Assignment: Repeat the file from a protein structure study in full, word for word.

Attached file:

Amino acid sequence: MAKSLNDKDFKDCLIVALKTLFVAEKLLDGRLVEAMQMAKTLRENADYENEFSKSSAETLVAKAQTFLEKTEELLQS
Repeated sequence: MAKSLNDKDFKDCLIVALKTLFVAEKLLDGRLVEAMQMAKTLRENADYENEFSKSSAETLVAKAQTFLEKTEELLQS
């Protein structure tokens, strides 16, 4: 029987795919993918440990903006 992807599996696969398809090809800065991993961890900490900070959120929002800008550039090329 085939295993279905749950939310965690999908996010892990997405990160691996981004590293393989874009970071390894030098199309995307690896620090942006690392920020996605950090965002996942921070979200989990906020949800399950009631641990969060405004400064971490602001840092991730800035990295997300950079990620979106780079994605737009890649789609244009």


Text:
Amino acid sequence: MAKSLNDKDFKDCLIVALKTLFVAEKLLDGRLVEAMQMAKTLRENADYENEFSKSSAETLVAKAQTFLEKTEELLQS
Repeated sequence: MAKSLNDKDFKDCLIVALKTLFVAEKLLDGRLVEAMQMAKTLRENADYENEFSKSSAETLVAKAQTFLEKTEELLQS
């Protein structure tokens, strides 16, 4: 029987795919993918440990903006 992807599996696969398809090809800065991993961890900490900070959120929002800008550039090329 085939295993279905749950939310965690999908996010892990997405990160691996981004590293393989874009970071390894030098199309995307690896620090942006690392920020996605950090965002996942921070979200989990906020949800399950009631641990969060405004400064971490602001840092991730800035990295997300950079990620979106780079994605737009890649789609244009």